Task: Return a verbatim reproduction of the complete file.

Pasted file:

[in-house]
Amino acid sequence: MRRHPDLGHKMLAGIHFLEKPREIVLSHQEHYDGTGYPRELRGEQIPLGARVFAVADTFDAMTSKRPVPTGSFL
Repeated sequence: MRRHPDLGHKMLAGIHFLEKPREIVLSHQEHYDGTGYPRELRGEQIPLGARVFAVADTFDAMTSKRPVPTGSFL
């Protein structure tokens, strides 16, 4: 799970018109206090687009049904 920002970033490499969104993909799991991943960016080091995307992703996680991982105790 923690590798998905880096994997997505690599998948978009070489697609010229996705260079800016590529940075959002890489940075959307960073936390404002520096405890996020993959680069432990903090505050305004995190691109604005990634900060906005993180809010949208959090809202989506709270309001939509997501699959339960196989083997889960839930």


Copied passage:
[in-house]
Amino acid sequence: MRRHPDLGHKMLAGIHFLEKPREIVLSHQEHYDGTGYPRELRGEQIPLGARVFAVADTFDAMTSKRPVPTGSFL
Repeated sequence: MRRHPDLGHKMLAGIHFLEKPREIVLSHQEHYDGTGYPRELRGEQIPLGARVFAVADTFDAMTSKRPVPTGSFL
């Protein structure tokens, strides 16, 4: 799970018109206090687009049904 920002970033490499969104993909799991991943960016080091995307992703996680991982105790 923690590798998905880096994997997505690599998948978009070489697609010229996705260079800016590529940075959002890489940075959307960073936390404002520096405890996020993959680069432990903090505050305004995190691109604005990634900060906005993180809010949208959090809202989506709270309001939509997501699959339960196989083997889960839930």